The Work of Idaho Artist Sara Joyce Uncovered
By Sheila Petticord. Originally printed in IDAHO Magazine.
Photos by Mark LaMoreaux.
In the spring of 1990, I was newly divorced, searching for a fresh direction in life and taking art classes at the University of Idaho in Moscow. I had always been considered the artist of the family, but a basic drawing class had me feeling stuck. I remember an especially exasperating exercise in which I was paired with another student and, with little instruction, told to render an image of her. I had no idea how to begin, and felt paralyzed by the thought that my drawing would do nothing but insult her.
I suppose I was ready for an epiphany when, several days later, I saw a painting of a friend that absolutely captured her essence in just a few inspired strokes. I was in the nearby town of Genesee, visiting Ellen Vieth at her flower shop. Behind Ellen, next to the cash register, hung a seemingly dashed-off painting, a mere sketch of her. Who did this? Ellen told me the artist’s name was Sara Joyce. I will always remember this first impression of Sara’s work, because it’s been reinforced so many times since then, especially in the past few months as many other art-lovers in the Inland Northwest have become more familiar with an artist who rarely showed her work, but who I believe Idaho will come to treasure.
Ellen agreed to arrange an introduction, and Sara invited me to her home in Genesee. A slender woman in her late sixties, wearing handmade clothes, she was a wonderfully quiet presence with a hint of mischief in her eyes. Her entire living space seemed to be a working art studio. Everywhere, tables were laden with books, art materials, piles of fabric, and artworks still in progress. I saw stacks and stacks of paintings on paper—a series on Genesee women.
Sara invited me to look through the stacks, and quietly stood by as I searched for one like the painting of my friend. If I found one, I would ask to buy it and take it home. I thought if I studied it closely I would divine her secret. The truth is, as an impoverished college student, I couldn’t afford to offer more than $25, which only added to my already considerable embarrassment. In retrospect, I wish I had come better prepared with questions for Sara. I was tongue-tied, and we exchanged just a few words. I felt like an intruder in her personal creative space as I pawed through the paintings, and finally I thanked her. The visit lasted no more than twenty minutes, and twenty years passed before I saw Sara again.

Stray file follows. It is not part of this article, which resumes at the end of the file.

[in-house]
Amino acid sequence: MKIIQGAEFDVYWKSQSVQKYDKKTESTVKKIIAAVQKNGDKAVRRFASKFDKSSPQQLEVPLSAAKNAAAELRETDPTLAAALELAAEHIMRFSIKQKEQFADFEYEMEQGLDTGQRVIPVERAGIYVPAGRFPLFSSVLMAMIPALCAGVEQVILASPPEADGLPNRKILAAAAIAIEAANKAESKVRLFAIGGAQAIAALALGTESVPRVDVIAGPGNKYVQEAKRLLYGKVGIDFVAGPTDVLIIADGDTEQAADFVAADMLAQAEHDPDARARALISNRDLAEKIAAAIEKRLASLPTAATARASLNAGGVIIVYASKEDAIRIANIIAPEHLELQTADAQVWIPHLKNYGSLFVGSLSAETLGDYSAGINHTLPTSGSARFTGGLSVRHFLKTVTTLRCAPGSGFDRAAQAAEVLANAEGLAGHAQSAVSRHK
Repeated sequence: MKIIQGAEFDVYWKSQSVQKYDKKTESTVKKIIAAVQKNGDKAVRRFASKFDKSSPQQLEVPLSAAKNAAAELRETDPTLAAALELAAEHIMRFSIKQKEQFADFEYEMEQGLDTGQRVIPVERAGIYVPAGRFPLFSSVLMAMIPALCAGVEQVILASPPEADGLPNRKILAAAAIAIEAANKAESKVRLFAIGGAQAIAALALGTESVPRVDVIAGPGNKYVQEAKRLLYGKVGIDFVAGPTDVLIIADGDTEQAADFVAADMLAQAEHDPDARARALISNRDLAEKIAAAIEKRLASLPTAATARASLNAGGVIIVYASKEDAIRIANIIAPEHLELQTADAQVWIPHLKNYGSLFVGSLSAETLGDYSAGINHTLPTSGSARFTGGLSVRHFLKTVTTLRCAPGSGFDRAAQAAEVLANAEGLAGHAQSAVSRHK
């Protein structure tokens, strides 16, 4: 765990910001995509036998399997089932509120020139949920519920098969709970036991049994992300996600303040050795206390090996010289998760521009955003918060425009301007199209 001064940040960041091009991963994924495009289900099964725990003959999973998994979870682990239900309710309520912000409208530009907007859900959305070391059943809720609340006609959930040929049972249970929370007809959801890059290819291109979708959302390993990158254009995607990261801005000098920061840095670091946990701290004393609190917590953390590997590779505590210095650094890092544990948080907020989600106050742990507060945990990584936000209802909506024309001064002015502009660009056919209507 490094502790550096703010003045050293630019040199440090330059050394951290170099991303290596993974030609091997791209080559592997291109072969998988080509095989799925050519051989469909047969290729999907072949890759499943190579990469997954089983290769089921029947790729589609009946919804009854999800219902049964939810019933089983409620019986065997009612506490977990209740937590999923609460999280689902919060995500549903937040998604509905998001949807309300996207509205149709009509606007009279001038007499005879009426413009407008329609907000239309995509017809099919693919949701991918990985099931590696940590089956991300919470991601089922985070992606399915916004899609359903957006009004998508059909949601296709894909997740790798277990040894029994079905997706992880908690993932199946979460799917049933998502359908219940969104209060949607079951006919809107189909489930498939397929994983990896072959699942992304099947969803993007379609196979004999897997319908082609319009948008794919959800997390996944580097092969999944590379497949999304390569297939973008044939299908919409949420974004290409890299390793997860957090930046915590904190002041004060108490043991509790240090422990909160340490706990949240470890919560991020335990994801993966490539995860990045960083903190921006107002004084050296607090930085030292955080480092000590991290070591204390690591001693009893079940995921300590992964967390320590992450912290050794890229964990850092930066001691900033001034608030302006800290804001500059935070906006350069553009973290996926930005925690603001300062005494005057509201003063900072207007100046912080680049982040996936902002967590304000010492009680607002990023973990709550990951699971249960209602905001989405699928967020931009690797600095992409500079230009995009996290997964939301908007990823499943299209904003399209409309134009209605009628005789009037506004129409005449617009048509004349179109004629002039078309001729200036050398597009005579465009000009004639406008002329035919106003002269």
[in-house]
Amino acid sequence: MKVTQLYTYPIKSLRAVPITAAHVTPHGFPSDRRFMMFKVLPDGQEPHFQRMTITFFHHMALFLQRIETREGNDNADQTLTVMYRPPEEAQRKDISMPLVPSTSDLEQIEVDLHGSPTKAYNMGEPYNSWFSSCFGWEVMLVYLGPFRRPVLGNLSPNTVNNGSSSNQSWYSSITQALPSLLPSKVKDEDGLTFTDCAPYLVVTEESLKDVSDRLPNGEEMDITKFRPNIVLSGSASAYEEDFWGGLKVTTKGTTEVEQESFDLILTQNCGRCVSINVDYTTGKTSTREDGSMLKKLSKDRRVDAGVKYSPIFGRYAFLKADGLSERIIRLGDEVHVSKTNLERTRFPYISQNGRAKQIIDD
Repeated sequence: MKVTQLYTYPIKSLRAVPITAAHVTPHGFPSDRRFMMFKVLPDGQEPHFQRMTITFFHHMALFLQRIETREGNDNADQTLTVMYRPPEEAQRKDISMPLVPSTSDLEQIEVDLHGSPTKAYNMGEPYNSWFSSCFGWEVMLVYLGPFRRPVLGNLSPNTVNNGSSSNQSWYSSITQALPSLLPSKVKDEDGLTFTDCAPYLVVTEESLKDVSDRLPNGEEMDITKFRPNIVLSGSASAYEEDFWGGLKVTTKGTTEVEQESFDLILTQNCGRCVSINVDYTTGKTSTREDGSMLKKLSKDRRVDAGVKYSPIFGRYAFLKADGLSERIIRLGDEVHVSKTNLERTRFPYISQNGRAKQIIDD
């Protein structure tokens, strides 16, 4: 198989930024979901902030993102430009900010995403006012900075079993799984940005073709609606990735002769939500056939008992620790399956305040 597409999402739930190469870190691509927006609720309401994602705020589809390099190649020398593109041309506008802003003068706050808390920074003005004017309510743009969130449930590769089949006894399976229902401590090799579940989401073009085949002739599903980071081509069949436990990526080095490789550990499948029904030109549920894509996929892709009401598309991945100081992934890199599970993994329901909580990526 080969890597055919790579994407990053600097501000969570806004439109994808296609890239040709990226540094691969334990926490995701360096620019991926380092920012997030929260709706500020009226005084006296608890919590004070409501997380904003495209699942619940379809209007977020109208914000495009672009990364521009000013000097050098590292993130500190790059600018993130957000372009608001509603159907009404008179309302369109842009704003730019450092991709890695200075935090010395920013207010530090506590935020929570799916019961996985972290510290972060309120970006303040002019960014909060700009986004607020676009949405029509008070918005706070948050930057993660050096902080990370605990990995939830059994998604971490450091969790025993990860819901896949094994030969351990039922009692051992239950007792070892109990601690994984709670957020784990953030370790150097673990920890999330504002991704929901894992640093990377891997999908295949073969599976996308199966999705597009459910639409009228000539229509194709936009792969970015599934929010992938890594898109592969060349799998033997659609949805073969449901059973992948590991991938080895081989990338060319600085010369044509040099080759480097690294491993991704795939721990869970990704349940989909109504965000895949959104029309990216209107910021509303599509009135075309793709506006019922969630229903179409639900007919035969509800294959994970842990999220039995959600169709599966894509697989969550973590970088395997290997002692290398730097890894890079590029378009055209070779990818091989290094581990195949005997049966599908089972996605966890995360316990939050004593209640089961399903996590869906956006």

The next opportunity came in 2010, when Ellen was working as exhibition and programming coordinator at the Lewis–Clark State College Center for Arts and History in nearby Lewiston, where I now live. Sara, I learned, had moved to Pocatello soon after we met. After twenty years there, she was in ill health and had moved to a care center in Moscow, to be near her daughter. Ellen called on Sara’s friends and fellow artists to help with a description of five decades of artwork that few eyes had ever seen, and she curated the first retrospective exhibit of Sara’s art.
Upon entering the main gallery for the opening reception, I looked at the first painting that drew my eye and felt a sense of instant recognition. I locked eyes with Ellen, and there was a moment of silent agreement: this was remarkable. I could imagine seeing this in MOMA. The piece I was looking at, “Lily Beckoning,” is a colorful small painting on canvas, but I felt it from across the room. The composition is of a young woman and a flower, side by side in a landscape. The image and its title made me wonder, “Is Lily the flower, the woman, or both?”